HC Deb 11 June 1976 vol 912 cc2022-30

Motion made, and Question proposed, That this House do now adjourn.—[Mr. Bates.]

5.50 p.m.

Mr. Cyril D. Townsend (Bexleyheath)

I wish to draw to the attention of the House the possible closure of Bexley and Welling Hospital. I should immediately make it clear to the Minister that this is a matter of much public concern in Bexleyheath, and in my view rightly so, because it would be a severe blow to the town.

Last December the Greenwich and Bexley Area Health Authority produced a discussion document on health services in the area. This document suggested that the only two hospitals in my constituency might be closed. I should much regret the closing of Bexley Maternity Hospital, mut I shall confine my speech this afternoon to the case for retaining Bexley and Welling Hospital. This splendid hospital was built by public subscription 91 years ago to meet a public need. In my view, there remains a clear public need.

Our hospital has three main rôles. It handles acute cases, it looks after the elderly, and in particular it takes in elderly patients for short periods. This allows their relations a brief holiday each year and, of course, it produces considerable savings for the public purse. It takes patients from larger hospitals after operations, thus freeing beds for more urgent cases.

From my frequent visits and from the overwhelming evidence of my postbag, it is obvious that the hospital has an excellent matron and a professional, dedicated and compassionate staff. Many have given the hospital long service, and there is a waiting list of people who wish to work there. It sets the highest standards for efficiency and for the relief of suffering. It receives real support from people in all walks of life in Bexleyheath and Welling. It has an active group of friends giving it encouragement and financial aid.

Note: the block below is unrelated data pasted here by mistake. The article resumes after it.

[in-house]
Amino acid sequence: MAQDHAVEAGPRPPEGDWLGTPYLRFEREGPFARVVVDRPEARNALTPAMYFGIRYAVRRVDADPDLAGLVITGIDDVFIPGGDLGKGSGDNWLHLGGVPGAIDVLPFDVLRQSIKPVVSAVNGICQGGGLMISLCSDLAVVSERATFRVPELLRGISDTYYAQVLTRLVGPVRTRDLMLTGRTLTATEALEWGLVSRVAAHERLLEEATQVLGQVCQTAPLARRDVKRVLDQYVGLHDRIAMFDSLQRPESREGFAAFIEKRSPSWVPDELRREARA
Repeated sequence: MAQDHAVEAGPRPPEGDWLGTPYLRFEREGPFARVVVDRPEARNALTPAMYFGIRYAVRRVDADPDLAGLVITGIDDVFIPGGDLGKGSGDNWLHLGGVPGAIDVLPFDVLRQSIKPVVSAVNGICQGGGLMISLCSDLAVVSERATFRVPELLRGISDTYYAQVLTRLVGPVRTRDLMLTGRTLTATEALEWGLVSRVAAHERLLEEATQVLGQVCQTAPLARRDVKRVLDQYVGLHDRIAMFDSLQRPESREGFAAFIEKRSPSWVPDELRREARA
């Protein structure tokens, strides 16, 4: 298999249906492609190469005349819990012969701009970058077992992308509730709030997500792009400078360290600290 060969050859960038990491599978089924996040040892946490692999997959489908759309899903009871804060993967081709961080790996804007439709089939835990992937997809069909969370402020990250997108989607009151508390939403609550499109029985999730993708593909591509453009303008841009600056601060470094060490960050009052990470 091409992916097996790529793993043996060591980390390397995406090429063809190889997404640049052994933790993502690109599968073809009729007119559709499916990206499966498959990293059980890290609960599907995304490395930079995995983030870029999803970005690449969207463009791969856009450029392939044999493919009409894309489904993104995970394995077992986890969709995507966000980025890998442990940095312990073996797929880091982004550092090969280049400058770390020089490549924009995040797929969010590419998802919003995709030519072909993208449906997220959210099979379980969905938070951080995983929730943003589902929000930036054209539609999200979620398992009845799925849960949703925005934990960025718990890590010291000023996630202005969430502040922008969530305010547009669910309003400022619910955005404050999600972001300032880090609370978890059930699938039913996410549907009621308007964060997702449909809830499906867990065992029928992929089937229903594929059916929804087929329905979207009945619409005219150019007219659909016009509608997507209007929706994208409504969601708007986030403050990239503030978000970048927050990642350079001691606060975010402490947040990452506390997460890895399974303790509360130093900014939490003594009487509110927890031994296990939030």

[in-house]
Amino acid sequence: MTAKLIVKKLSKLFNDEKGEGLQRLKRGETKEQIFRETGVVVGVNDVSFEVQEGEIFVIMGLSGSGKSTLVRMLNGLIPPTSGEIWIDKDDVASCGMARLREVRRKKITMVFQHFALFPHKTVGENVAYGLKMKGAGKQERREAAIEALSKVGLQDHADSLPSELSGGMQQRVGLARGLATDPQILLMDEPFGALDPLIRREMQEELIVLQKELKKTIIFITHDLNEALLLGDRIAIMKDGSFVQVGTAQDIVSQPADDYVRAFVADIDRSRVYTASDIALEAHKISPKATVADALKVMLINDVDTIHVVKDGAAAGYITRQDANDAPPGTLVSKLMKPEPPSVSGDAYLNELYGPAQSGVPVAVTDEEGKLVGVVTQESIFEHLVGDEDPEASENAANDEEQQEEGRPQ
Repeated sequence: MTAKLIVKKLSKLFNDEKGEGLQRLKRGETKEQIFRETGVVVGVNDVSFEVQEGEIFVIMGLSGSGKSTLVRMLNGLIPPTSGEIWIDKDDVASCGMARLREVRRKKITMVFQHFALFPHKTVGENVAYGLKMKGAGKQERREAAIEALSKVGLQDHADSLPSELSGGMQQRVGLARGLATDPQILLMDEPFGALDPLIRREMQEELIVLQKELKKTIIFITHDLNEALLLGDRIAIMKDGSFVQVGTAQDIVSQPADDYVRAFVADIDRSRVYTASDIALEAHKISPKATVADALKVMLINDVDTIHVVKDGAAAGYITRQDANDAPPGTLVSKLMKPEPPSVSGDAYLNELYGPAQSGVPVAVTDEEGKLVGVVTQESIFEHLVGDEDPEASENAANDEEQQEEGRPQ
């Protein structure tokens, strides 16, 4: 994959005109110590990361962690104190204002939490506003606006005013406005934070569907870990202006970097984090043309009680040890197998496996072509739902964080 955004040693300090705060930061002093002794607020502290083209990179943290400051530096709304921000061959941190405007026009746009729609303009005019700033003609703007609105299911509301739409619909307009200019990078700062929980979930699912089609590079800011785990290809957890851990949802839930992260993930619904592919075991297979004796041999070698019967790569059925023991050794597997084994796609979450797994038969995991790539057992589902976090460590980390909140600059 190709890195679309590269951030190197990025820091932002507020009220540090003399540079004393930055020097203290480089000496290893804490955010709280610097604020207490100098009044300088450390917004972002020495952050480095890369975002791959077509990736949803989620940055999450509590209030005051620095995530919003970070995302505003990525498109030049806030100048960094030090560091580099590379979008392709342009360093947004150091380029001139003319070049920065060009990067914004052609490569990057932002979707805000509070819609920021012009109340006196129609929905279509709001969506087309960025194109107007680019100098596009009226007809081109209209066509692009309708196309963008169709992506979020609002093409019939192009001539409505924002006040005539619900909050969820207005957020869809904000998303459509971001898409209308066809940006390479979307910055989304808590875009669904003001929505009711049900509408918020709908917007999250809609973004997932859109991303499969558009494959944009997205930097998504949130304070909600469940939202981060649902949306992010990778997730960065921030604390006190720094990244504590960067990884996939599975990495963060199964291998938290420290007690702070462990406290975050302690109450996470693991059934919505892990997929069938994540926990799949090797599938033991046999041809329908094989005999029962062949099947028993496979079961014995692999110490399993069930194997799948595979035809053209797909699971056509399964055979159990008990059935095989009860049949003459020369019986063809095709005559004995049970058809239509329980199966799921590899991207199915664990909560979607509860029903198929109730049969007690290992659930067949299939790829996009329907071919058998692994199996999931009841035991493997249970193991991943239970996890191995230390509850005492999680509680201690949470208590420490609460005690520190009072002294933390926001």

The closing of this hospital has been opposed at public meetings, and a petition containing 12,000 signatures has been presented to the area health authority. My right hon. Friend the Member for Sidcup (Mr. Heath) supports my case. The hospital is very well known to him and was in his previous constituency. The London borough of Bexley supports my case, as does the Bexley health district. My local newspaper, the Bexleyheath and Welling Observer, has done a first-class job championing the hospital's survival. I can name no important individual or organisation in my constituency opposing my case.

I ask the Minister to confirm this afternoon that in his view small, so-called cottage hospitals will always have a unique and vital rôle in the nation's health service, particularly when they have the advantage of strong and healthy roots within a local community. I cannot believe that, with all his experience, the hon. Gentleman considers that a bigger hospital is invariably a better hospital.

We have a big hospital in the borough—Queen Mary's—but as far as my constituents are concerned it is in the far corner of the borough and is notoriously difficult to reach by public transport. I know that the area health authority is well aware of the strength of this argument.

I do not feel that I need speak for more than a few minutes, but there are a number of other important considerations that I should perhaps mention. For historic reasons, our area is not well placed for hospitals. I am told that of all the districts in the South-East Thames Region the Bexleyheath health district is the worst provided with hospital services and is likely to remain so. Even by 1981 only 39 per cent. of the resident population will be served by hospitals in the district. Greenwich does better. The population of Greenwich is likely to fall while ours in Bexley is likely to rise.

Our hospital, which has 28 beds, is used by no fewer than 30 GPs who have their surgeries within a radius of a mile and a half. The opportunity to care for their own patients in hospital is valued by many doctors. Their patients appreciate it and the standard of practice in the area is raised. The area is classified as under-doctored, and the loss of these beds would make it that much less attractive to those thinking of entering practice in Bexleyheath. It is often said that GPs should be brought into hospitals. At our hospital they are there and we wish to keep them there.